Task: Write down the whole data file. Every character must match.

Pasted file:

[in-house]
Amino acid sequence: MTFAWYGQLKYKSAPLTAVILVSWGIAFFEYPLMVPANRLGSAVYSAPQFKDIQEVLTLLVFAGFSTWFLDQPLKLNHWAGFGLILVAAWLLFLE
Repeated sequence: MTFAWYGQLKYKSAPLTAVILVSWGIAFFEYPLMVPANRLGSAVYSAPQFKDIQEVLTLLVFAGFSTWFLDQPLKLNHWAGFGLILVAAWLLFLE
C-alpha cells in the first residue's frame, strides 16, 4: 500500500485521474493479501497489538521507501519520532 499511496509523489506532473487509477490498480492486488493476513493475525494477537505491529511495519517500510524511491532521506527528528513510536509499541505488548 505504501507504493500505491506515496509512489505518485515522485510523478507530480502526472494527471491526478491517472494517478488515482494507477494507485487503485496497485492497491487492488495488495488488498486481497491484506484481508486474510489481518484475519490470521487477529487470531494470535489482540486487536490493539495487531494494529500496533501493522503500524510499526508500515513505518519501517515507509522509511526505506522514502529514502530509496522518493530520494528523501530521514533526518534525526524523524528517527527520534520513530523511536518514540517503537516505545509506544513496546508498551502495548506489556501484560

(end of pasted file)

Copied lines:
[in-house]
Amino acid sequence: MTFAWYGQLKYKSAPLTAVILVSWGIAFFEYPLMVPANRLGSAVYSAPQFKDIQEVLTLLVFAGFSTWFLDQPLKLNHWAGFGLILVAAWLLFLE
Repeated sequence: MTFAWYGQLKYKSAPLTAVILVSWGIAFFEYPLMVPANRLGSAVYSAPQFKDIQEVLTLLVFAGFSTWFLDQPLKLNHWAGFGLILVAAWLLFLE
C-alpha cells in the first residue's frame, strides 16, 4: 500500500485521474493479501497489538521507501519520532 499511496509523489506532473487509477490498480492486488493476513493475525494477537505491529511495519517500510524511491532521506527528528513510536509499541505488548 505504501507504493500505491506515496509512489505518485515522485510523478507530480502526472494527471491526478491517472494517478488515482494507477494507485487503485496497485492497491487492488495488495488488498486481497491484506484481508486474510489481518484475519490470521487477529487470531494470535489482540486487536490493539495487531494494529500496533501493522503500524510499526508500515513505518519501517515507509522509511526505506522514502529514502530509496522518493530520494528523501530521514533526518534525526524523524528517527527520534520513530523511536518514540517503537516505545509506544513496546508498551502495548506489556501484560